Military Wiki

Jonathan David Latimer (1964 – 4 January 2009) was an historian and writer based in Wales. His books include Operation Compass 1940 (Osprey, 2000), Tobruk 1941 (Osprey, 2001), Deception in War (John Murray, 2001), Alamein (John Murray, 2002), Burma: The Forgotten War (John Murray, 2004) and 1812: War with America (Harvard University Press, 2007) which won a Distinguished Book Award from the Society for Military History and was shortlisted for the George Washington Book Prize.[1] However it came under sharp attack from Professor Donald Hickey:

Latimer relied heavily on American sources and ignored a great many significant British sources. As a result, despite his claims to the contrary, he presented very little on the British side of the story. A host of other problems render this book unreliable anyway. It is filled with factual errors; many sources are cited that were never consulted; and, most alarming, there is evidence of considerable plagiarism. Thus, the story from the British perspective remains untold.[2]

Born in Prestatyn, Wales Latimer was educated at Christleton County High School, Chester. He studied for a geography degree at University College, Swansea but switched course to graduate in oceanography. He worked as an oceanographer until becoming a full-time writer in 1997.[1]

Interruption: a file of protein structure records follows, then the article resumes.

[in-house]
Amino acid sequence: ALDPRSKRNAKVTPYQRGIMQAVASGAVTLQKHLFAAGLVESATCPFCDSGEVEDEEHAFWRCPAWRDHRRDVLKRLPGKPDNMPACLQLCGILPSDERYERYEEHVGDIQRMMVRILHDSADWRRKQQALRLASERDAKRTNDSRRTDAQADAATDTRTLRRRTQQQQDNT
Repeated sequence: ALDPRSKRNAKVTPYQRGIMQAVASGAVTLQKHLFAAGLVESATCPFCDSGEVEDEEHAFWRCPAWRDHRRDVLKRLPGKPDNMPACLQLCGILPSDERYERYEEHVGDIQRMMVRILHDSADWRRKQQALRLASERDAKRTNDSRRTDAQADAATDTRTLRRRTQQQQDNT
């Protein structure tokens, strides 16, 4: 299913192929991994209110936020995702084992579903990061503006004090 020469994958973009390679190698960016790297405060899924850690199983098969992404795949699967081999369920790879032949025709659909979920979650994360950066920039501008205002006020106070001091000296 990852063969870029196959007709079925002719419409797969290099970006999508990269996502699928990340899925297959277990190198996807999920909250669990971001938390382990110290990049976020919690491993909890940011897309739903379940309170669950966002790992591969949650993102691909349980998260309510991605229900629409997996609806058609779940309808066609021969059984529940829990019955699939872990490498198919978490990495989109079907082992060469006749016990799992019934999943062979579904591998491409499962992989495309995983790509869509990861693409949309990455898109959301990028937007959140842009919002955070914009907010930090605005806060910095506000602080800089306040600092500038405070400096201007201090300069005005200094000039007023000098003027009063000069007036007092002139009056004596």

In 2003 he became an honorary research fellow at his alma mater (by this time Swansea University) and was appointed as a part-time lecturer in History at on the BA (Hons) degree scheme 'War and Society'. He was also a guest lecturer at the Joint Services Command and Staff College at Shrivenham.[1]

Latimer was an enthusiastic part-time soldier. Originally enlisting as a sapper in the Royal Monmouthshire (Militia), he was commissioned in 1986 into the 3rd Battalion Royal Welch Fusiliers, Territorial Army. He spent periods attached to regular battalions in Northern Ireland (1989), Australia (1991–2) and as an intelligence officer (1992–3).[1]

Latimer died following a heart attack in January 2009.[1][3] His book, Buccaneers of the Caribbean: How Piracy Forged an Empire was published posthumously in April 2009.


External links

This page uses Creative Commons Licensed content from Wikipedia (view authors).